Shutdown Streaming
Click Here for More Articles on Shutdown Streaming

Grand Rapids Symphony's Live Concerts Will Air on Blue Lake Public Radio

Article Pixel
Grand Rapids Symphony's Live Concerts Will Air on Blue Lake Public Radio

In this time of social distancing, we need music now more than ever. While concert halls, movie theaters, restaurants and pubs are closed, the Grand Rapids Symphony is reaching into its archives to bring you concerts performed live in DeVos Performance Hall.

Listen to Blue Lake Public Radio every Sunday afternoon in May and hear your Grand Rapids Symphony in a past concert originally performed live and unedited, so it's almost like being there in the audience in DeVos Hall.

Tune in at 1 p.m. Sundays to Blue Lake Radio at WBLU-FM 88.9 in Grand Rapids or WBLV-FM 90.3 in Muskegon or go online to Blue Lake Radio here.

Over the next four Sundays, you can hear music by Gustav Mahler, Piotr Tchaikovsky, Johannes Brahms and Frederic Chopin among other great composers plus such eminent soloists as Grand Rapids' own Grammy winning mezzo soprano Michelle DeYoung; 2015 International Tchaikovsky Competition Gold Medal-winning cellist Andrei Ioniță; Grand Rapids Symphony concertmaster and violinist James Crawford; and GRS Music Director Marcelo Lehninger's mother, pianist Sônia Goulart.

Here's the schedule for Grand Rapids Symphony concerts on Blue Lake Public Radio in May:

Sun., May 3 - Marcelo Conducts Mahler

Originally performed April 12-13, 2019

MAHLER: Symphony No. 3

Marcelo Lehninger, conductor

Michelle DeYoung, mezzo-soprano

Grand Rapids Symphony Women's Chorus

One of his most popular orchestral works of all, Mahler's sunny, Symphony No. 3 was named the "10th Greatest Symphony of All Time" in a poll of professional conductors for BBC Music Magazine. A lover of nature, Mahler spent summers in the countryside outside of Salzburg where he composed his Third Symphony in a tiny shed, built at the edge of a meadow, near the shore of a lake, with a view of the mountains beyond. Grammy Award-winning mezzo soprano Michelle DeYoung, who was born in Grand Rapids, is soloist in the work whose slow movement was arranged for a small orchestra and performed in New York City on the 10th anniversary of 9/11.

Sun., May 10 - Mother's Day with Maestro

Originally performed May 17-18, 2019

RAVEL: Mother Goose Suite

CHOPIN: Concerto No. 2 for Piano

BRAHMS: Symphony No. 2

Marcelo Lehninger, conductor

Sônia Goulart, piano

Marcelo Lehninger's mother, pianist Sônia Goulart, joins her son to celebrate Mother's Day 2019. One of the most prominent Brazilian artists of the past 30 years, Goulart makes her Grand Rapids debut performing Chopin's Piano Concerto in F minor, an idiomatic and highly personal work that only could have been composed by one of the greatest pianists of all time. Johannes Brahms spent nearly 20 years struggling to compose his First Symphony. With that behind him, the great German Romantic composer dashed off his Symphony No. 2 while on a summer vacation. A friend who was among the first to hear it before its premiere told Brahms, "It is all rippling streams, blue sky, sunshine and cool green shadows."

Sun. May 17 - All Tchaikovsky

Originally performed February 8, 2019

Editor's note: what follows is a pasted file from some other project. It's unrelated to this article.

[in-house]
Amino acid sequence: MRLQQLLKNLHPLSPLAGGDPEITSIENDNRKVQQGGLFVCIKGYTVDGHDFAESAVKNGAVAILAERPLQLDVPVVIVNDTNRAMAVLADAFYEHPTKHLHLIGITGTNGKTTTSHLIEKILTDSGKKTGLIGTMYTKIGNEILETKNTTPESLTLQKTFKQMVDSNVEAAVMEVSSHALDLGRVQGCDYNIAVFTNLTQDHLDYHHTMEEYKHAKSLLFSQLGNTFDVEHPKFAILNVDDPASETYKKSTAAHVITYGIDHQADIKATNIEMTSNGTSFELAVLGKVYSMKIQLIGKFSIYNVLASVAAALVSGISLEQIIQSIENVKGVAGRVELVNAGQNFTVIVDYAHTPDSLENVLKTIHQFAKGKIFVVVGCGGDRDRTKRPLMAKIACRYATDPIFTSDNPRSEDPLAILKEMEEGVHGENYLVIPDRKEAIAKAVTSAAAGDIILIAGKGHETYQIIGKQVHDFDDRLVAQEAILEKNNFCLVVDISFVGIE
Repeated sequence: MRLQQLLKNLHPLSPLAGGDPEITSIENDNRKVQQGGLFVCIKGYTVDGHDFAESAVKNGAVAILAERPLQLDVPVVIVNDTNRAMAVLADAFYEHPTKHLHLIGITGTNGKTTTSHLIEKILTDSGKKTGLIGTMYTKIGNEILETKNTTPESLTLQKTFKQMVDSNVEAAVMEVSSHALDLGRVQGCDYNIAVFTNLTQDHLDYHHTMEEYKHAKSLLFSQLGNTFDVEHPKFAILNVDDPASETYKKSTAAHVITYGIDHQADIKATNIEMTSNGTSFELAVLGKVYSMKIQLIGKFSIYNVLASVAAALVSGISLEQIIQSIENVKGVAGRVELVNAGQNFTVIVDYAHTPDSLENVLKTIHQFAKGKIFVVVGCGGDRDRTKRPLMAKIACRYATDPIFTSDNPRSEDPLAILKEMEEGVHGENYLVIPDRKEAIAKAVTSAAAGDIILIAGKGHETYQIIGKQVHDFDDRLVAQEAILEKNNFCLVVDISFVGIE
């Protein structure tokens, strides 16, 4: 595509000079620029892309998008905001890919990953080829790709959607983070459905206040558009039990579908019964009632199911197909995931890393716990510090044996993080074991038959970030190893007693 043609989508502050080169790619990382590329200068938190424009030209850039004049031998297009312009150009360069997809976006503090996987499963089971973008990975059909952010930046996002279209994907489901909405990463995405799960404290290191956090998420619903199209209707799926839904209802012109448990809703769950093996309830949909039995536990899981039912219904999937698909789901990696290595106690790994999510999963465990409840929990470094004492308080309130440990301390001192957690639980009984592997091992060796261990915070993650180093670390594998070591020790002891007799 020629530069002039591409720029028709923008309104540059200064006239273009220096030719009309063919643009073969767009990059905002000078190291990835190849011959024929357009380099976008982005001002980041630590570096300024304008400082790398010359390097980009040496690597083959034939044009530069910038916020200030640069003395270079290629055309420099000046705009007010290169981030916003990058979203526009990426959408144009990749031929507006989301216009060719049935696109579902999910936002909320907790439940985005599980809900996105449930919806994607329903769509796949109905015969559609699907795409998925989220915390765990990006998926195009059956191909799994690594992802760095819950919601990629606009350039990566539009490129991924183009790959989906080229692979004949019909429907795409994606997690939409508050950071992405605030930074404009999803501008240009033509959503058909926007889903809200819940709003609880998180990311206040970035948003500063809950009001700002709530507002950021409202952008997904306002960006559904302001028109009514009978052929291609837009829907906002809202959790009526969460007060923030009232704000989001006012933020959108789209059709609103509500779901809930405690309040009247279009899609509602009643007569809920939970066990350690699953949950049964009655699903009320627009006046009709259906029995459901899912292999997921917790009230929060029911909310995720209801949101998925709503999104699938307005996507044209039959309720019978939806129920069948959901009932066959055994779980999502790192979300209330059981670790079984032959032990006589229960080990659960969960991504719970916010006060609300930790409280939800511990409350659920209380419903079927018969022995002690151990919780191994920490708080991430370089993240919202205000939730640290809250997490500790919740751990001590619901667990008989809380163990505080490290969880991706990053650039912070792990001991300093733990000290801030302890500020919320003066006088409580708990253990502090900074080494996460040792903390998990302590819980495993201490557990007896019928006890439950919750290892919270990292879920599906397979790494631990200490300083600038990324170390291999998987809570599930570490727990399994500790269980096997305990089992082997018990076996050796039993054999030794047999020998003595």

TCHAIKOVSKY: Variations on a Rococo Theme for cello and orchestra, Op. 33

TCHAIKOVSKY: Nocturne for cello and orchestra

TCHAIKOVSKY: Symphony No. 4

Marcelo Lehninger, conductor

Andrei Ioniță, cello

Grand Rapids Symphony Chorus

Tchaikovsky was one of the greatest composers of melody who ever lived. In his late 30s, the unabashed romantic truly hit his stride. In just four years from 1875 to 1879, Tchaikovsky premiered his First Piano Concerto, his Violin Concerto in D Major, his ballet Swan Lake, and his opera Eugene Onegin. Nestled among these are his deeply emotional, fateful Symphony No. 4 and his exquisite Variations on a Rococo Theme. Andrei Ioniță, winner of the Gold Medal at the 2015 International Tchaikovsky Competition, is soloist in Tchaikovsky's only major work for cello and orchestra.

Sun. May 24 - Elgar's Enigma Variations

Originally performed March 1-2, 2019

SAWYERS: Valley of Vision (US Premiere)

WALTON: Concerto for Violin

ELGAR: Enigma Variations

David Lockington, conductor

James Crawford, violin

The British are coming, the British are coming, led by English-born conductor David Lockington.

Edward Elgar mysteriously composed each of his 14 Enigma Variations with a particular friend in mind. The exquisite "Nimrod" Variation, performed for the opening of the 2012 Olympic Games in London, is heard at the end of the 2017 film Dunkirk. James Crawford, Concertmaster of the Grand Rapids Symphony, is soloist on William Walton's Concerto for Violin, written for and premiered by the great American virtuoso Jascha Heifetz. Grand Rapids Symphony has previously performed several works by Philip Sawyers, a childhood friend of Lockington's.

Sun. May 31 - Brahms' Symphony No. 4

Originally performed Oct. 24-25, 2014


BRAHMS: Symphony No. 4

Kynan Johns, guest conductor

David Shiffrin, clarinet

Suzanna Dennis Bratton, clarinet

Composed at the height of his career as a composer, Brahms' Symphony No. 4 was an immediate hit at its premiere in October 1885. Much like Mozart's "Jupiter" Symphony, Beethoven's Ninth Symphony, and Schubert's "Great" Symphony, Brahms' last symphony has achieved the immortality and enduring popularity of the final symphonies of those composers. The 19th century composer Amilcare Ponchielli is little remembered today apart his "Dance of the Hours" from his opera La Giaconda. But the prolific Italian composer wrote many works for orchestra and bands including Il Convegno, a virtuoso showpiece for two clarinetists, featuring dazzling technical brilliance from both guest clarinetist David Shiffrin and GRS principal clarinetist Suzy Bratton.


Arts Orgs

Related Articles

More Hot Stories For You